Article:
If there can be a “winner” in our current global crisis, it might be our dogs. Often left home alone while we go out to work, or to socialize, or to run errands, they are now treated to our nonstop physical presence; the consistent shuffling of our besocked feet as we fill our homebound days, participating in the isolation that is absolutely necessary to slow the spread of the novel coronavirus, no matter what our president says.
I admit, though, it sounds a bit conceited. “This is probably incredible for you,” you can imagine an unwashed human in the sweatpants she’s been wearing for five days saying to her dog as they sit on the couch in silence. “Man … you must be absolutely loving this.”
Are they loving it, though? It’s hard to tell. They can’t talk out loud or even send us little text messages to let us know how they feel, but even so, I think my dog is happy with the change. At first, it seemed like the fact that I was always around, asking him things like “Why are you the cutest little man I’ve ever seen in my life, and how did you get to be that way?” interrupted the amount of sleep he was accustomed to getting. (He would do the sleeping-while-sitting-up move practiced by puppies in YouTube videos, which was adorable, if slightly concerning.) But he seems to have adjusted to the fact that nothing is going on anyway, and he might as well just take a nap.
“Dogs are like people in this sense,” Dr. Laurie Santos, director of Yale’s Canine Cognition Center, told me. “They do get used to changes over time.” I reached out to her over email to see if she would be able to provide some insight into what might be going on in our friends’ heads during this period of uncertainty.
“Dogs don’t know about pandemics or viruses,” Santos said (admittedly because I asked her if she thought they, uh, could tell what was going on), “but they definitely know that their routine has changed, and that you’re around the house more often.”
They likely sense something has changed emotionally for you, too. Studies have shown that humans secrete odors that communicate their emotions to dogs, allowing them to be uniquely tuned in to how we’re feeling; this is how your dog always seems to know when you’re feeling sad. “They almost surely detect that we’re going through an anxious time right now,” Santos said. If you can, try to remember that if you’re emoting anxiety, your dog is going to feel it, too.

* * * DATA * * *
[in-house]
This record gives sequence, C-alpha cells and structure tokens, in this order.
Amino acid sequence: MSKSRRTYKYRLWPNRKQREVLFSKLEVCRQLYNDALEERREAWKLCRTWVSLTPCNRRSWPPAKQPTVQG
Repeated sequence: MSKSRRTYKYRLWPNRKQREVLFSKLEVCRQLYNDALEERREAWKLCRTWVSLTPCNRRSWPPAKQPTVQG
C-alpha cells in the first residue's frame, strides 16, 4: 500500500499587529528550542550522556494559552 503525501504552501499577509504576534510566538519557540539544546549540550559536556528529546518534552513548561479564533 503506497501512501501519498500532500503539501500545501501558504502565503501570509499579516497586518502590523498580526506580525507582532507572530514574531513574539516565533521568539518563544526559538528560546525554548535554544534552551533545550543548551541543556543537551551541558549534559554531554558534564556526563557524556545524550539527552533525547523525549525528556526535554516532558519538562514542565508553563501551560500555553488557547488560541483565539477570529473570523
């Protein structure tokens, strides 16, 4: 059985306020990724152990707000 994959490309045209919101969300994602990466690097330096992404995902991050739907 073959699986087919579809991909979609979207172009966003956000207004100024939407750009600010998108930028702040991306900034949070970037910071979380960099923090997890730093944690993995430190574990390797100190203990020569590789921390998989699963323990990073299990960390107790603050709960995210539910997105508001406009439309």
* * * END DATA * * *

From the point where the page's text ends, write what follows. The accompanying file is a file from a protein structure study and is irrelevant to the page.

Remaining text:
But the good news is that she thinks they’re probably happy to have us around. “Dogs are very bonded with their owners and guardians, and thus they’re probably pretty stoked to have us around more often,” she said, noting that it’s also a boon for them that one of the only outdoor activities deemed safe to participate in is dog walking. The likely slower-paced, more leisurely walks are, I’m sure, a positive addition to their lives.
Dogs, like us, just need time to adjust to the lifestyle change. This adjustment period can be sped up if you put into place, as soon as you can, a consistent at-home routine. Take them for walks at the same times every day, feed them on a normal schedule, give them regular bouts of attention. They’ll learn the routine. “The more you can be consistent, the more quickly your pup can adapt.” And it’s worth noting that having that daily framework would probably help us, too.
A co-worker of mine mentioned recently that she was concerned that her dog might be bored with her, now that she’s around all day, but Santos says she shouldn’t fret. “I’m not sure dogs will ever get bored with you,” she said, “but they probably do habituate to the initial excitement of having you around all the time.” Cold comfort, perhaps.